ChristianHeadlines Is Moving to CrosswalkHeadlines! Visit Us Here

Risqué Super Bowl Halftime Show 'Sexualized' Women, Crossed Line, Many Say

Michael Foust | CrosswalkHeadlines Contributor | Published: Feb 03, 2020
Risqué Super Bowl Halftime Show 'Sexualized' Women, Crossed Line, Many Say

Risqué Super Bowl Halftime Show 'Sexualized' Women, Crossed Line, Many Say

A Super Bowl halftime show featuring pole dancing, pelvic-thrusting and risqué costumes sparked plenty of pushback from moms and dads on social media Sunday night and also a word of disappointment from the Parents Television Council.

Although much of the show featuring Jennifer Lopez and Shakira was relatively tame, other parts featured sexually suggestive elements. Lopez entered the stage on a stripper pole. Once she was off the pole, other dancers swung on poles behind her.

Melissa Henson, program director for the Parents Television Council, told Christian Headlines the halftime show crossed a line, even if it doesn’t warrant action by the FCC. The 2004 Super Bowl halftime show with Justin Timberlake and Janet Jackson famously ended with a “wardrobe malfunction” that sparked an FCC fine (which was later voided by a federal court).

“After the Janet Jackson and Justin Timberlake Super Bowl halftime show, the NFL was very careful in their selection of halftime show performers. And so we've had many years now with little or no controversy,” Henson told Christian Headlines. “But between the really skimpy costumes, the gratuitous crotch shots and the dancing on the poles, it was not a classy show. … It's unfortunate. 

“I've seen a lot of commentary saying it was a celebration of Latin culture,” Henson added. “But I can't help but think that if Gloria Estefan had been there on the stage, we wouldn't have been seeing that. So I don't necessarily see this as a celebration of Latin culture so much as really just sexualized – and inappropriately so – for what should be something that you can watch with the whole family.”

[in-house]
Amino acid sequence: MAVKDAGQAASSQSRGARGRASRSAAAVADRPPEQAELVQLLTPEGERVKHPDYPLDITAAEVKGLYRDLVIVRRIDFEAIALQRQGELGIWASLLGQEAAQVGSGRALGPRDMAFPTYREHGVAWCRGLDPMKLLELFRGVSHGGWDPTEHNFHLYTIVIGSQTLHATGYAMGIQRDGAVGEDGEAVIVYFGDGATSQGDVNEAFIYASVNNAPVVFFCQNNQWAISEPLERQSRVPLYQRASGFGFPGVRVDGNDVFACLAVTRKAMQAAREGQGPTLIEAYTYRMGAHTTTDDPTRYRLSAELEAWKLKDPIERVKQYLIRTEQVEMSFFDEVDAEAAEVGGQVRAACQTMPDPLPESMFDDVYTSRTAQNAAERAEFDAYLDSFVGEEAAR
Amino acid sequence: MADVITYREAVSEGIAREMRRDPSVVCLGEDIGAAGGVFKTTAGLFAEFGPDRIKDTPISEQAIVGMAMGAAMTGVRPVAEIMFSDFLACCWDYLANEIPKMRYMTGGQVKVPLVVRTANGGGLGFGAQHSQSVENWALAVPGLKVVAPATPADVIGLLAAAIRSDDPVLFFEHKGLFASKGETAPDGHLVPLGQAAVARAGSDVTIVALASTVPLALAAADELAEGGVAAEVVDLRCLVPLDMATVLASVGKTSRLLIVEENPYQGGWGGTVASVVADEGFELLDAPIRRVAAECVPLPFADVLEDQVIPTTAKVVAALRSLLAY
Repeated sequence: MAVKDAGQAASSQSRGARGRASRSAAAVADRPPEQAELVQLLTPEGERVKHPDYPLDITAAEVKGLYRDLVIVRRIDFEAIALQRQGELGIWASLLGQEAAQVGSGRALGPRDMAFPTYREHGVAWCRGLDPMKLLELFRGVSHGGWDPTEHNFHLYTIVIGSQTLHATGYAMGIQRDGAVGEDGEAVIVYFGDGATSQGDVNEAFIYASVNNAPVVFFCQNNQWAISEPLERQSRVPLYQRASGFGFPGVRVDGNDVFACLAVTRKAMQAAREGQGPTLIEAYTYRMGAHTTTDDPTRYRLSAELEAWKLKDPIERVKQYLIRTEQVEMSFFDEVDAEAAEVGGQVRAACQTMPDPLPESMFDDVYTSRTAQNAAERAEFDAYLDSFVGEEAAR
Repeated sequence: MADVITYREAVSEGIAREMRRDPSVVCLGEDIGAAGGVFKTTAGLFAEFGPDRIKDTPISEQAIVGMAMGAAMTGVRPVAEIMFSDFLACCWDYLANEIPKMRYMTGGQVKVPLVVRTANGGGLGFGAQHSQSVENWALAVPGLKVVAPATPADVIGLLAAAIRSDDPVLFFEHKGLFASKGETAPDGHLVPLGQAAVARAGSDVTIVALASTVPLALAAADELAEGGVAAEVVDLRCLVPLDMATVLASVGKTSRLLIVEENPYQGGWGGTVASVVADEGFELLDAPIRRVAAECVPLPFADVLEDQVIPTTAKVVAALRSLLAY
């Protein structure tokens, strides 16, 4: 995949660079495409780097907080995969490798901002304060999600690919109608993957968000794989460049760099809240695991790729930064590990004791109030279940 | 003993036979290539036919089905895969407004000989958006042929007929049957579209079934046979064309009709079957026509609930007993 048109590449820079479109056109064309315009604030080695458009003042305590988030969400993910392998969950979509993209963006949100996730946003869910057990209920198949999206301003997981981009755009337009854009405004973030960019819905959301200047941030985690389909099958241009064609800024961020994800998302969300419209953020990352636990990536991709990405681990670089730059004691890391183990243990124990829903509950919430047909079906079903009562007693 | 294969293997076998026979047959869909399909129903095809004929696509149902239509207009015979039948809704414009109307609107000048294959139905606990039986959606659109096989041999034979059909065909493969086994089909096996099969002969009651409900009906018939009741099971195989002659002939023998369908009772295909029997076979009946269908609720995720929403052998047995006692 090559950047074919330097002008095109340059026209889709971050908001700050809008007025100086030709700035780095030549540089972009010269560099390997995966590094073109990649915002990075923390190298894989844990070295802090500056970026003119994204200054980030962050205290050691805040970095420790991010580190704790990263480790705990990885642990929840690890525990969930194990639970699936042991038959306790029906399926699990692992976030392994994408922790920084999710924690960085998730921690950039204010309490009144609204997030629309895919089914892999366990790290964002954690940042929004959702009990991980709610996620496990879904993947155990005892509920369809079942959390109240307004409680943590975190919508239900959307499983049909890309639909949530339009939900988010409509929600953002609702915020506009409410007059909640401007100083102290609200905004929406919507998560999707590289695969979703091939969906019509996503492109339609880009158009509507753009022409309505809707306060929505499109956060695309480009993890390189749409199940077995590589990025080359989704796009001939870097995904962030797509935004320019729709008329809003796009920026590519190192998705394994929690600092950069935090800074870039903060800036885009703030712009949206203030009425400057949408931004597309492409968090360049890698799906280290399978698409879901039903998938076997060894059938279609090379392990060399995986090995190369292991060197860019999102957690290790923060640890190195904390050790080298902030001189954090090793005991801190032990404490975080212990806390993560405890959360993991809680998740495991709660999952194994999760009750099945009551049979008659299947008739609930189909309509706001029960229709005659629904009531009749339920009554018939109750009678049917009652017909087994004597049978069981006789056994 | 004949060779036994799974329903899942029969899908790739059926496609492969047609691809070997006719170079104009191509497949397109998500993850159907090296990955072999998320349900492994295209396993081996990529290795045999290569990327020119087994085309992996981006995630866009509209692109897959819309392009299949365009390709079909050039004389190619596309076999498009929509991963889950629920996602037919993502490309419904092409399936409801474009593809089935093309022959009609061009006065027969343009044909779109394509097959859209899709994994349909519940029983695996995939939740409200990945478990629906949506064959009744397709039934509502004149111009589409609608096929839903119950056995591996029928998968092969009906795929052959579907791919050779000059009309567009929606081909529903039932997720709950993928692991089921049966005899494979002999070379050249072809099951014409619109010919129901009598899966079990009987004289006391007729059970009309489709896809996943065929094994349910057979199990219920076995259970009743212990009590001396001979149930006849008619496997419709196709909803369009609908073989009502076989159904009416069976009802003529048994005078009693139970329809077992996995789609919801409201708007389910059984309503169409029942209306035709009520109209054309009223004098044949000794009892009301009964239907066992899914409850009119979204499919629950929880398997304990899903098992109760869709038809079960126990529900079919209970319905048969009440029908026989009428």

Others made similar arguments on social media. Several well-known commentators said it sexualized women. 

Chantel McCabe, a reporter for the Golf Channel, tweeted, “Stop dancing on a stripper pole on the biggest stage and then complain about how often we get sexualized. … The hypocrisy of wanting to not be seen as sex symbols but then wearing outfits and choosing overtly sexual choreography has me v confused.”

Laila Mickelwait, director of abolition for Exodus Cry, an organization that fights sexual exploitation and the sex industry, wrote on Twitter, “During the #SuperBowl we saw fully clothed men getting applause for their skill, strength and talent. We then saw half-dressed hyper-sexualized women getting applause for grinding their a--es and writhing on a stripper pole. What’s the message here for boys & girls watching?”

Pro-life advocate Abby Johnson tweeted, “On the day of the highest rate of sex trafficking, the NFL says, ‘Hey, let’s have two women dance half naked and get a bunch of zoomed in crotch shots of them. That’s female empowerment!’ Do they have no clue that they just contributed to the commodification of women?”

Photo courtesy: ©Getty Images/Kevin Winter/Staff

Michael Foust has covered the intersection of faith and news for 20 years. His stories have appeared in Baptist PressChristianity TodayThe Christian Post, the Leaf-Chronicle, the Toronto Star and the Knoxville News-Sentinel.

Risqué Super Bowl Halftime Show 'Sexualized' Women, Crossed Line, Many Say